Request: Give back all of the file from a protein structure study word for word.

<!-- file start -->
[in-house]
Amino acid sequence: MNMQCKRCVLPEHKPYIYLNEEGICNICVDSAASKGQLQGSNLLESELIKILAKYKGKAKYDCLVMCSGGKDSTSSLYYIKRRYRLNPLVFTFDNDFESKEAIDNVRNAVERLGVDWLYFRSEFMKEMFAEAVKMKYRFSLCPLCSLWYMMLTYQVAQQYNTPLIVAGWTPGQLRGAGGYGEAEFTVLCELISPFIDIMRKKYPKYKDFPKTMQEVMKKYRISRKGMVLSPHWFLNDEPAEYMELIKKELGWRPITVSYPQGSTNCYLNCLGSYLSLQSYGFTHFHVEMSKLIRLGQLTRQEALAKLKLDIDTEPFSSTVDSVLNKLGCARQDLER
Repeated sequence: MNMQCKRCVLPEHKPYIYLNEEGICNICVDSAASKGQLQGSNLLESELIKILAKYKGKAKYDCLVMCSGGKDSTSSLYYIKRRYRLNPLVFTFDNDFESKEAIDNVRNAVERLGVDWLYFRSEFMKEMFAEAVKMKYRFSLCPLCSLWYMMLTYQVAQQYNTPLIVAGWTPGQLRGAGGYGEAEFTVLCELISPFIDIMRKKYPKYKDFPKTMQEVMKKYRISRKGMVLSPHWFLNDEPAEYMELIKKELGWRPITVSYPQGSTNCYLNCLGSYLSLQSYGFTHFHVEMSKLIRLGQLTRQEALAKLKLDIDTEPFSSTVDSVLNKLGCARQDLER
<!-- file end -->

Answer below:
[in-house]
Amino acid sequence: MNMQCKRCVLPEHKPYIYLNEEGICNICVDSAASKGQLQGSNLLESELIKILAKYKGKAKYDCLVMCSGGKDSTSSLYYIKRRYRLNPLVFTFDNDFESKEAIDNVRNAVERLGVDWLYFRSEFMKEMFAEAVKMKYRFSLCPLCSLWYMMLTYQVAQQYNTPLIVAGWTPGQLRGAGGYGEAEFTVLCELISPFIDIMRKKYPKYKDFPKTMQEVMKKYRISRKGMVLSPHWFLNDEPAEYMELIKKELGWRPITVSYPQGSTNCYLNCLGSYLSLQSYGFTHFHVEMSKLIRLGQLTRQEALAKLKLDIDTEPFSSTVDSVLNKLGCARQDLER
Repeated sequence: MNMQCKRCVLPEHKPYIYLNEEGICNICVDSAASKGQLQGSNLLESELIKILAKYKGKAKYDCLVMCSGGKDSTSSLYYIKRRYRLNPLVFTFDNDFESKEAIDNVRNAVERLGVDWLYFRSEFMKEMFAEAVKMKYRFSLCPLCSLWYMMLTYQVAQQYNTPLIVAGWTPGQLRGAGGYGEAEFTVLCELISPFIDIMRKKYPKYKDFPKTMQEVMKKYRISRKGMVLSPHWFLNDEPAEYMELIKKELGWRPITVSYPQGSTNCYLNCLGSYLSLQSYGFTHFHVEMSKLIRLGQLTRQEALAKLKLDIDTEPFSSTVDSVLNKLGCARQDLER